When they can’t get American teachers, they’ll use H1Bs to hire foreigners.

    Gülen has used his time in America to become the largest operator—or perhaps merely inspirer—of charter schools in the United States. … Thousands of Turkish nationals, almost all of them male, have come to America on H-1B visas specifically to teach in them…..

    The schools claim, according to an article written by Higgins in the Washington Post, that they are unable to find qualified teachers in America—which seems implausible, given that we’re in the depths of the worst economic downturn in postwar memory…

  45. 45
    rikyrah says:

    @Kay:

    I’m with you…of all the people the President has hired I despise Duncan. He’s an unqualified assclown and nobody Black with his lack of resume would ever have gotten the Secretary of Education job.

  46. 46
    Suffern ACE says:

    @Sly: Klein didn’t have a cheating scandal per se, although it turned out that the gains that Bloomberg and he were trumpeting were based on making the tests easier each year. I believe that “scandal” lasted about a week. Klein didn’t just leave for a lucrative job at Fox.

  47. 47
    Hungry Joe says:

    @Roger Moore:

    The goal isn’t to educate our kids, it’s to convince the public that we’re educating our kids for long enough to eviscerate the public school system and turn it into a corporate cash funnel.

    Yup.

    When you think about it, it took them a long time to get around to privatizing education. All those hundreds of billions of dollars, just waiting for some forward-thinking entrepreneurs to roll up their sleeves, get in there, and start siphoning off public funds.

    They’ve gotten away with it largely by demonizing teachers, who they say are “failing.” When was that supposed to have started, exactly? How did we end up with school systems teeming with these supposedly incompetent, lazy, good-for-nothings? My daughter is a senior in high school (in San Diego). I’ve met every teacher she’s had since kindergarten, and sat in on more than a few classes. My non-Rhee-ish assessment: Good to excellent, K-12. And the teachers’ dedication, to a man and woman, has been off my conceptual chart: I can’t even begin to understand how they do it — more than a few of them (the younger ones) under threat of termination at the end of every school year, depending on how the budget works out.

    These coordinated attacks on them, engineered by rapacious, soul-dead corporate raiders, is way beyond infuriating.

  48. 48
    Kay says:

    @Suffern ACE:

    I don’t understand why charters get away with fudging attrition rates. I’m not “in education” and I know that if you lose 40% of your entering freshman over 4 years to other schools you can’t then claim a 100% graduation rate.

  49. 49
    Sad_Dem says:

    @Roger Moore:

    This isn’t about education anymore. It’s a confidence game with public money. The goal isn’t to educate our kids, it’s to convince the public that we’re educating our kids for long enough to eviscerate the public school system and turn it into a corporate cash funnel.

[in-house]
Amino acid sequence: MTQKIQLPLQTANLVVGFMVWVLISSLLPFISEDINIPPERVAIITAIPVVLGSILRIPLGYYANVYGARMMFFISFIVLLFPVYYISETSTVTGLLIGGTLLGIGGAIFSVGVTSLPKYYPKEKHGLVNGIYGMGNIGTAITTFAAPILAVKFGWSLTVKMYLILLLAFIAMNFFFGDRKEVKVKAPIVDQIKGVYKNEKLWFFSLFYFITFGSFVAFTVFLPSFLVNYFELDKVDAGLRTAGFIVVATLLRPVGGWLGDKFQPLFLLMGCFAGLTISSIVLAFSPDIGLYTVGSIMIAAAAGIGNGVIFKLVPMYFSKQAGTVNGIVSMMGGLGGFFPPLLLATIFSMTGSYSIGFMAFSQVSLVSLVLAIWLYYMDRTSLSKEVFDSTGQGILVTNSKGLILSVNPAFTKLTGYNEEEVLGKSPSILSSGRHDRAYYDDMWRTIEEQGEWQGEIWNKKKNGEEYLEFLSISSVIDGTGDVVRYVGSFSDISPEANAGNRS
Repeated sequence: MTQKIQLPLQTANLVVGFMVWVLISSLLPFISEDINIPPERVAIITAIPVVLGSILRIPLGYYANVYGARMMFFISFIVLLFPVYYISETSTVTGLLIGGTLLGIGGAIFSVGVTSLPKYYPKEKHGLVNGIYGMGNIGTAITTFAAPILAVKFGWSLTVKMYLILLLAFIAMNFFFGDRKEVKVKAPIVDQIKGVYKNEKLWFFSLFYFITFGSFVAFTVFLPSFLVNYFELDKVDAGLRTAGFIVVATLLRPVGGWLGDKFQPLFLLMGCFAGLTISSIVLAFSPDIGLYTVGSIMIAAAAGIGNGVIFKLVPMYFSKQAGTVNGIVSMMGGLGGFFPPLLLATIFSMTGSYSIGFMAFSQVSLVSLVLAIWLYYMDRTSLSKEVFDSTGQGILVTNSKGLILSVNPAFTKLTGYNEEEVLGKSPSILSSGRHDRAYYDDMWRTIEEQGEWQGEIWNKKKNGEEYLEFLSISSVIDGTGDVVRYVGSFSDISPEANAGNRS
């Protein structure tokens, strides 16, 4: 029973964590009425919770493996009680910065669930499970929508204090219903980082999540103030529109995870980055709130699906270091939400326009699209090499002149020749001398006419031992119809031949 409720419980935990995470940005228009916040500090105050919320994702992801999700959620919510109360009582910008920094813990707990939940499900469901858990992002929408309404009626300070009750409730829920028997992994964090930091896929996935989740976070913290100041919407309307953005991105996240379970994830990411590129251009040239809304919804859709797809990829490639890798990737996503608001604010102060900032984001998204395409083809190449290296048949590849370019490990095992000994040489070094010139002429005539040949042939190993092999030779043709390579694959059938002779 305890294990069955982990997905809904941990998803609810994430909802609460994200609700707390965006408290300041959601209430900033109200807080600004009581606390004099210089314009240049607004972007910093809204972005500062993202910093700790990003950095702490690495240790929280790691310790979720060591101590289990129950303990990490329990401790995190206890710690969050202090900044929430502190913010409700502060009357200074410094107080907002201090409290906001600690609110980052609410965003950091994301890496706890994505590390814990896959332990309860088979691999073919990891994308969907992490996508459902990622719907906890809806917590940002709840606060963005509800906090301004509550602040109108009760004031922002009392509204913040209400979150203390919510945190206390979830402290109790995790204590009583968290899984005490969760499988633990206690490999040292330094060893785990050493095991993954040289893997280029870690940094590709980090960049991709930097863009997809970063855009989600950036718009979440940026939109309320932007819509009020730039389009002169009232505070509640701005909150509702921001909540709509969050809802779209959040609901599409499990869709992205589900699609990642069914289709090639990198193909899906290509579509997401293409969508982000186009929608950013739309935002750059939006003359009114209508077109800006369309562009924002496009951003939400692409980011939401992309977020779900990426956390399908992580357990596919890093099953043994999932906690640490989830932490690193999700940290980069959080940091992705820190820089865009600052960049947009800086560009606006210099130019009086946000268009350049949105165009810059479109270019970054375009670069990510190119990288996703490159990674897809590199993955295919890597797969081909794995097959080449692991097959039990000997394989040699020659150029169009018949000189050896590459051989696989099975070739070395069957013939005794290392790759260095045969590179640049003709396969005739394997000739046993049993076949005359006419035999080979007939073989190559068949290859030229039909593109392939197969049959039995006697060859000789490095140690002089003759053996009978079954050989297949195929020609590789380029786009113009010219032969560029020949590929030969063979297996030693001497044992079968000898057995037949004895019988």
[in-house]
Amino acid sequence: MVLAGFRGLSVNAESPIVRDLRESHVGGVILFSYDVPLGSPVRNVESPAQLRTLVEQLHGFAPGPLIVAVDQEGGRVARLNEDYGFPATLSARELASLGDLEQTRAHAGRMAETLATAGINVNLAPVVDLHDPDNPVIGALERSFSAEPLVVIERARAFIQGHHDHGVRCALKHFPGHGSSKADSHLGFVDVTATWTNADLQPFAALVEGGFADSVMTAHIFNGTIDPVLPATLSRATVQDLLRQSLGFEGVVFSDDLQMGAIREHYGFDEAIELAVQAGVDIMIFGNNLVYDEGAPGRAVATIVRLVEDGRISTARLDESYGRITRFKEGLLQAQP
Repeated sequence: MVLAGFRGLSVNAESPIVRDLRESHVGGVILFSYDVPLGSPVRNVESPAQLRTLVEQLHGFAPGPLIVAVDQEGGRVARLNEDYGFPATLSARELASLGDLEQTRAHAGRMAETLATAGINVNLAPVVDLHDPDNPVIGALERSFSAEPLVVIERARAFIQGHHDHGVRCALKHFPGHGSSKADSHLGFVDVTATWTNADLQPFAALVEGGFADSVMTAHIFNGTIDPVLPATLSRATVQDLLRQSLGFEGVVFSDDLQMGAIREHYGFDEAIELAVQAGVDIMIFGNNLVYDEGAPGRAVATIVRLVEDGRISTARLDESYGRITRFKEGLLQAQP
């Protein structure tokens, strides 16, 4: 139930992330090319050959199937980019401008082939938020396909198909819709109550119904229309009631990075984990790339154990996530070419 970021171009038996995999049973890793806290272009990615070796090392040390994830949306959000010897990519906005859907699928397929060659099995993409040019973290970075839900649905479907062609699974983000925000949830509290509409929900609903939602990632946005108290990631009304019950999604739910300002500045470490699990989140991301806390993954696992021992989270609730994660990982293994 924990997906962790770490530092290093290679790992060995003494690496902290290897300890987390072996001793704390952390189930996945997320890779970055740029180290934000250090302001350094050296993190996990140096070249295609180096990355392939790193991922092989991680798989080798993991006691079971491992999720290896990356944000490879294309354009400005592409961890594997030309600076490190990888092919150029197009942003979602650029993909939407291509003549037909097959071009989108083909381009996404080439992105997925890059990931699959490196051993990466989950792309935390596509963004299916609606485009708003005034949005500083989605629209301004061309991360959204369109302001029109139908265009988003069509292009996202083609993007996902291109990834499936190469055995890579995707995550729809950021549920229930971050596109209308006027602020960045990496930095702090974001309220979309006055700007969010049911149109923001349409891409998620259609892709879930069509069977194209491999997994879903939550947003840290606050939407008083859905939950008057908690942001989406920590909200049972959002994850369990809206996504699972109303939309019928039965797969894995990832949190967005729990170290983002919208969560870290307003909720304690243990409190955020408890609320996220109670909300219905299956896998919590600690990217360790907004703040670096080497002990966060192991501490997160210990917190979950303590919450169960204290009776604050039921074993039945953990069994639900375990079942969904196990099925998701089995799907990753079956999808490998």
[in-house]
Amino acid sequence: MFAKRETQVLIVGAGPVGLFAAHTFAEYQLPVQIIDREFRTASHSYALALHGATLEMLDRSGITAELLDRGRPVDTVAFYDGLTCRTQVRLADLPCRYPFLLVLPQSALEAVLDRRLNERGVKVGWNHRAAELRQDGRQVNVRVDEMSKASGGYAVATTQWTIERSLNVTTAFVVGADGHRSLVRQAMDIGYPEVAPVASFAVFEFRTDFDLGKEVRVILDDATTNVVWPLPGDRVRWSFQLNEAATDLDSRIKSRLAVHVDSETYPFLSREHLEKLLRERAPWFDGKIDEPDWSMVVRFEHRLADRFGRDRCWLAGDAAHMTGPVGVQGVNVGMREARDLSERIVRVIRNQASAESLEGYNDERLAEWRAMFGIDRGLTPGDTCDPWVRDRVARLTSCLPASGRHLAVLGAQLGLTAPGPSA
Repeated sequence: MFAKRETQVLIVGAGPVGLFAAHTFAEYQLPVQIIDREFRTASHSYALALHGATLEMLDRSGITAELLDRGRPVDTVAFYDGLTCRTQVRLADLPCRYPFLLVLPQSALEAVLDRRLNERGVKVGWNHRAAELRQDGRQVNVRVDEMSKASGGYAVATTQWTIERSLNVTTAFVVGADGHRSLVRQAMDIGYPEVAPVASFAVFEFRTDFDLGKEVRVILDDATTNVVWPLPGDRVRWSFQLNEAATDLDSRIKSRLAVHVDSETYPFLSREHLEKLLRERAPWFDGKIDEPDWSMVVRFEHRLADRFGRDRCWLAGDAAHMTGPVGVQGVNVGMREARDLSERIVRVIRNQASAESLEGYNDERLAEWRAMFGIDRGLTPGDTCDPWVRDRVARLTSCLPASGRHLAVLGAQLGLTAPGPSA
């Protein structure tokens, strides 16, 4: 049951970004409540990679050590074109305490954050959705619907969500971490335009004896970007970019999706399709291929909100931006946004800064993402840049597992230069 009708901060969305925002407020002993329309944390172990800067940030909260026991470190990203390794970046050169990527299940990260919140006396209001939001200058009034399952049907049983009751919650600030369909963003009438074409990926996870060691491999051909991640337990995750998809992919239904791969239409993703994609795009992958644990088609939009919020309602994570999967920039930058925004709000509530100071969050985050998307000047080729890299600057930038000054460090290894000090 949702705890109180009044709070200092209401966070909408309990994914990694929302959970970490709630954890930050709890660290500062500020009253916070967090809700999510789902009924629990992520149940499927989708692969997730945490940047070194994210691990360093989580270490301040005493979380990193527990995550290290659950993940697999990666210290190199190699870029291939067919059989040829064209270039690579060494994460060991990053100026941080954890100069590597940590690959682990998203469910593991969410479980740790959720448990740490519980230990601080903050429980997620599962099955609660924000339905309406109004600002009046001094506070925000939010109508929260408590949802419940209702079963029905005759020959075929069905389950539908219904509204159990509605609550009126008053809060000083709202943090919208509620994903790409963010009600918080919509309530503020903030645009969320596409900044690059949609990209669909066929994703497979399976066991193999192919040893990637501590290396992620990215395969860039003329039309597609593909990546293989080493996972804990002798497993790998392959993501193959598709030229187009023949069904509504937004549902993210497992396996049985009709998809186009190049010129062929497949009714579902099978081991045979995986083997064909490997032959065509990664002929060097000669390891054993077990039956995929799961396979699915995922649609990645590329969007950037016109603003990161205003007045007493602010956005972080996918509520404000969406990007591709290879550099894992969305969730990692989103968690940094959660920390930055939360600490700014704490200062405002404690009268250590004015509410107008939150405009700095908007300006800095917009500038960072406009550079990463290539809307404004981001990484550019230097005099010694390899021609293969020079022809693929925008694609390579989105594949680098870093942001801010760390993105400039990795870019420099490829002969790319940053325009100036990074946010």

QFT.

  50. 50
    PurpleGirl says:

    On my way out for a few hours… I usually try to avoid education threads because I’m burned out of interest, ideas, whatever, in education and “reform” or improvement.

    Having been raised in NYC and attending its public schools during the 1950s and 1960s I have memories of how things were done in working class schools.

    Then having worked at an educational nonprofit for close to 16 years, I saw another side of the NYC public schools.

    In my job search, I’ve tried to avoid any job involving elementary education. I’m just too tired of and bored by education at this point of my life.

    Not promising to re-read comments later but I might. Forum Transmitted Disease — you’ve got a line on some of the problems.

  51. 51
    PurpleGirl says:

    @Kay: All schools fudge attrition rates. In NYC/NYS, they play a game of “students move and we don’t know where they’re registered now” to avoid calling students drop outs and having them negatively affect graduation and promotion rates. They’ve done it for years.

  52. 52
    Rich2506 says:

    @Chris – Heh! When I got back to the US after a two-year tour in Gaeta, Italy (I served on the Sixth Fleet Flagship, the USS LaSalle AGF-3), I was disappointed by how crappy our train service in Philadelphia was by comparison. I wrote to SEPTA and asked why it was that we couldn’t bring our trains up to the Italian standards. For some reason, they never got back to me.

  53. 53
    Suffern ACE says:

    @PurpleGirl: Was it Indiana or Atlanta where they dropped the poor performing kids from their rolls before the big test dates and then reinstated them after. So basically, a bunch of kids had become drop outs without even knowing it. Or maybe they dropped them for a few weeks so that their scores wouldn’t be counted since they hadn’t been enrolled long enough during the year.

  54. 54
    SatanicPanic says:

    @gene108:

    He doesn’t get that what made American education great was the flexibility people had to socialize, be creative and explore opportunities, rather than be driven to get a top mark on an exam or be the best in their class.

    This. For once I disagree we need to follow the example of other countries, we’ve been doing things right for a long time in education. All we really need to do is fund it.

  55. 55
    catclub says:

    @Dave: “You should have a paid gig at MoJo or something.”

    Oh, so you want her to have the BIG money. None of that mere ‘high two figures’ stuff like The Nation pays.

  56. 56
    catclub says:

    @Kay: “Without public school activities we’d never see one another. ”

    Homeschool kids suing to be allowed to play football is another thing gnawing at support for the public schools. on the other hand it shows how important the public schools still are.

  57. 57
    negative 1 says:

    @Karounie: That’s not really true. Just end their grants. That’s what states would do if they were found to be molesting/harming children. It’s really easy to do. Stop paying them, and they go away.

  58. 58
    Jebediah says:

    @BGinCHI: